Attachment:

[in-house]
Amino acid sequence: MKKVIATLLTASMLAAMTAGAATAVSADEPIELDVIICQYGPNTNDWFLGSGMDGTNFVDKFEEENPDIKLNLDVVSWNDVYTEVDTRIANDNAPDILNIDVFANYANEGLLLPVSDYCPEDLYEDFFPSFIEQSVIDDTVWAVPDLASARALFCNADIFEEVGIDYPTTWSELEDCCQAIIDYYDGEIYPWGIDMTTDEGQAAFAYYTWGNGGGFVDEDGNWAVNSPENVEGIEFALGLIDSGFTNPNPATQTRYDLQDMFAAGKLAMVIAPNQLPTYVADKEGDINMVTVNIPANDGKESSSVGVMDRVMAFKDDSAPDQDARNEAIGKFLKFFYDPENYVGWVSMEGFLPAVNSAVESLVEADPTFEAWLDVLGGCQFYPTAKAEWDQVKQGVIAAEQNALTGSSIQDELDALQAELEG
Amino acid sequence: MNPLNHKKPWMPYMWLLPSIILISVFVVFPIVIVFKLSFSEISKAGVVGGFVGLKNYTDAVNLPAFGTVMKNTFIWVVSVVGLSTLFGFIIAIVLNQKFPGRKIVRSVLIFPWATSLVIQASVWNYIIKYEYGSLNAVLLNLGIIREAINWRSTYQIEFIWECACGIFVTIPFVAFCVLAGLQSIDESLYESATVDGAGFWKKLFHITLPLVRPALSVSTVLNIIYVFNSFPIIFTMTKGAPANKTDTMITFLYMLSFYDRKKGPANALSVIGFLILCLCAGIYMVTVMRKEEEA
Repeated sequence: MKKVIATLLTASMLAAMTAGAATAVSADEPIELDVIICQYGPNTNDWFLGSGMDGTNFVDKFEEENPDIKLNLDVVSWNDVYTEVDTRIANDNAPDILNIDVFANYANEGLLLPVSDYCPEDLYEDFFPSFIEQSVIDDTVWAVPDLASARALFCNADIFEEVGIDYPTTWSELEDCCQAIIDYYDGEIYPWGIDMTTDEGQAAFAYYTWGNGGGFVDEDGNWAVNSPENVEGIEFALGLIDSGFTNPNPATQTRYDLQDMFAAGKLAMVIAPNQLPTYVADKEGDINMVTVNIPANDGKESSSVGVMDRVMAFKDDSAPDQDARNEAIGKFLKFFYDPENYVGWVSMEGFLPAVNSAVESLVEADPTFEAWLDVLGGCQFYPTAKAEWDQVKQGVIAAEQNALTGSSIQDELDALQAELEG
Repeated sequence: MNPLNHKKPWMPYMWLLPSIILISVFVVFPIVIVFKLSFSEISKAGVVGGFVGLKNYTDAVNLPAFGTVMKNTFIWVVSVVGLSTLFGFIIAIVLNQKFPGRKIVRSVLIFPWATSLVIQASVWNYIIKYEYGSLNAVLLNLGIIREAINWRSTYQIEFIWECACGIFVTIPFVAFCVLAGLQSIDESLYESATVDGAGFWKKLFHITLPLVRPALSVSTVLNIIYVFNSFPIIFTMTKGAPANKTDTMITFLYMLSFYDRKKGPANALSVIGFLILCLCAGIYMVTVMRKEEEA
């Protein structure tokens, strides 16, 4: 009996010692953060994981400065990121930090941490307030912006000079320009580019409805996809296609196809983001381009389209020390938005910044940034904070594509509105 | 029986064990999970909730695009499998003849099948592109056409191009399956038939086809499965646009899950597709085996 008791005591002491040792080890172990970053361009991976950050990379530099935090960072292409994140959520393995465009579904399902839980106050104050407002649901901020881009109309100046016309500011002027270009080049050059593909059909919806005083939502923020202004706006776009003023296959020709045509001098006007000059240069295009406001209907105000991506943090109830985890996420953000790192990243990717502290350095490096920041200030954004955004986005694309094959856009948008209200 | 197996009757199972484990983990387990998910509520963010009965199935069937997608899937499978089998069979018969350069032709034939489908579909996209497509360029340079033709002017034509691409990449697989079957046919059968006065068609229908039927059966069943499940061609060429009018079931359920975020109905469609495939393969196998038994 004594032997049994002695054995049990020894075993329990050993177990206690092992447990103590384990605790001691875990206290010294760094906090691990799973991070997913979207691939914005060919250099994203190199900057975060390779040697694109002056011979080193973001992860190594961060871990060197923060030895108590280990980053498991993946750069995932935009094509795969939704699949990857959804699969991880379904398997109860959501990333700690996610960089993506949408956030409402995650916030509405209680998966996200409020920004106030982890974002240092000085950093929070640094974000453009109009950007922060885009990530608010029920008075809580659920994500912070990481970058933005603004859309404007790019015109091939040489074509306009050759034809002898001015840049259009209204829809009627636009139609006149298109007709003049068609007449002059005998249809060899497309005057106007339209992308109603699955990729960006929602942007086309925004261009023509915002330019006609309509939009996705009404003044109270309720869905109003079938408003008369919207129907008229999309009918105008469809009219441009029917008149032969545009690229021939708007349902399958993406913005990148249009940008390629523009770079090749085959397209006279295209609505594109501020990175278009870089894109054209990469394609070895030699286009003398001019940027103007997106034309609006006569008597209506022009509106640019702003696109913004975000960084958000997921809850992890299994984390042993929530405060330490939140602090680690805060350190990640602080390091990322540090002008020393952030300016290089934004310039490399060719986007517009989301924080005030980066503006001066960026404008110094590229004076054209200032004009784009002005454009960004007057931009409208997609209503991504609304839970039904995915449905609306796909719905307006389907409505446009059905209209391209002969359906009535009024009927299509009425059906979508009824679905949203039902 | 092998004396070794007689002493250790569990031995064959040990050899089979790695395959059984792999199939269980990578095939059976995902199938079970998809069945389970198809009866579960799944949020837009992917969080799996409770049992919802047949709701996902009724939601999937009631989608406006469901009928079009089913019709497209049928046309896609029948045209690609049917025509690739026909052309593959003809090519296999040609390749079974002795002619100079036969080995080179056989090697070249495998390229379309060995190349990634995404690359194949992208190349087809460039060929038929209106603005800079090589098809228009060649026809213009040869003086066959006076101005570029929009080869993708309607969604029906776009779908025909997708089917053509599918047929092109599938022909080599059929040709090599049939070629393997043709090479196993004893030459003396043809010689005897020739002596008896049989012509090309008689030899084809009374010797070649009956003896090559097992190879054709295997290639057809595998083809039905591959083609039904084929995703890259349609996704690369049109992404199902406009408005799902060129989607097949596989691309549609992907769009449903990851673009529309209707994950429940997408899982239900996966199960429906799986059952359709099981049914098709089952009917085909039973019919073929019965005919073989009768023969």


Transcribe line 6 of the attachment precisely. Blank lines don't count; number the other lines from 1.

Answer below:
């Protein structure tokens, strides 16, 4: 009996010692953060994981400065990121930090941490307030912006000079320009580019409805996809296609196809983001381009389209020390938005910044940034904070594509509105 | 029986064990999970909730695009499998003849099948592109056409191009399956038939086809499965646009899950597709085996 008791005591002491040792080890172990970053361009991976950050990379530099935090960072292409994140959520393995465009579904399902839980106050104050407002649901901020881009109309100046016309500011002027270009080049050059593909059909919806005083939502923020202004706006776009003023296959020709045509001098006007000059240069295009406001209907105000991506943090109830985890996420953000790192990243990717502290350095490096920041200030954004955004986005694309094959856009948008209200 | 197996009757199972484990983990387990998910509520963010009965199935069937997608899937499978089998069979018969350069032709034939489908579909996209497509360029340079033709002017034509691409990449697989079957046919059968006065068609229908039927059966069943499940061609060429009018079931359920975020109905469609495939393969196998038994 004594032997049994002695054995049990020894075993329990050993177990206690092992447990103590384990605790001691875990206290010294760094906090691990799973991070997913979207691939914005060919250099994203190199900057975060390779040697694109002056011979080193973001992860190594961060871990060197923060030895108590280990980053498991993946750069995932935009094509795969939704699949990857959804699969991880379904398997109860959501990333700690996610960089993506949408956030409402995650916030509405209680998966996200409020920004106030982890974002240092000085950093929070640094974000453009109009950007922060885009990530608010029920008075809580659920994500912070990481970058933005603004859309404007790019015109091939040489074509306009050759034809002898001015840049259009209204829809009627636009139609006149298109007709003049068609007449002059005998249809060899497309005057106007339209992308109603699955990729960006929602942007086309925004261009023509915002330019006609309509939009996705009404003044109270309720869905109003079938408003008369919207129907008229999309009918105008469809009219441009029917008149032969545009690229021939708007349902399958993406913005990148249009940008390629523009770079090749085959397209006279295209609505594109501020990175278009870089894109054209990469394609070895030699286009003398001019940027103007997106034309609006006569008597209506022009509106640019702003696109913004975000960084958000997921809850992890299994984390042993929530405060330490939140602090680690805060350190990640602080390091990322540090002008020393952030300016290089934004310039490399060719986007517009989301924080005030980066503006001066960026404008110094590229004076054209200032004009784009002005454009960004007057931009409208997609209503991504609304839970039904995915449905609306796909719905307006389907409505446009059905209209391209002969359906009535009024009927299509009425059906979508009824679905949203039902 | 092998004396070794007689002493250790569990031995064959040990050899089979790695395959059984792999199939269980990578095939059976995902199938079970998809069945389970198809009866579960799944949020837009992917969080799996409770049992919802047949709701996902009724939601999937009631989608406006469901009928079009089913019709497209049928046309896609029948045209690609049917025509690739026909052309593959003809090519296999040609390749079974002795002619100079036969080995080179056989090697070249495998390229379309060995190349990634995404690359194949992208190349087809460039060929038929209106603005800079090589098809228009060649026809213009040869003086066959006076101005570029929009080869993708309607969604029906776009779908025909997708089917053509599918047929092109599938022909080599059929040709090599049939070629393997043709090479196993004893030459003396043809010689005897020739002596008896049989012509090309008689030899084809009374010797070649009956003896090559097992190879054709295997290639057809595998083809039905591959083609039904084929995703890259349609996704690369049109992404199902406009408005799902060129989607097949596989691309549609992907769009449903990851673009529309209707994950429940997408899982239900996966199960429906799986059952359709099981049914098709089952009917085909039973019919073929019965005919073989009768023969």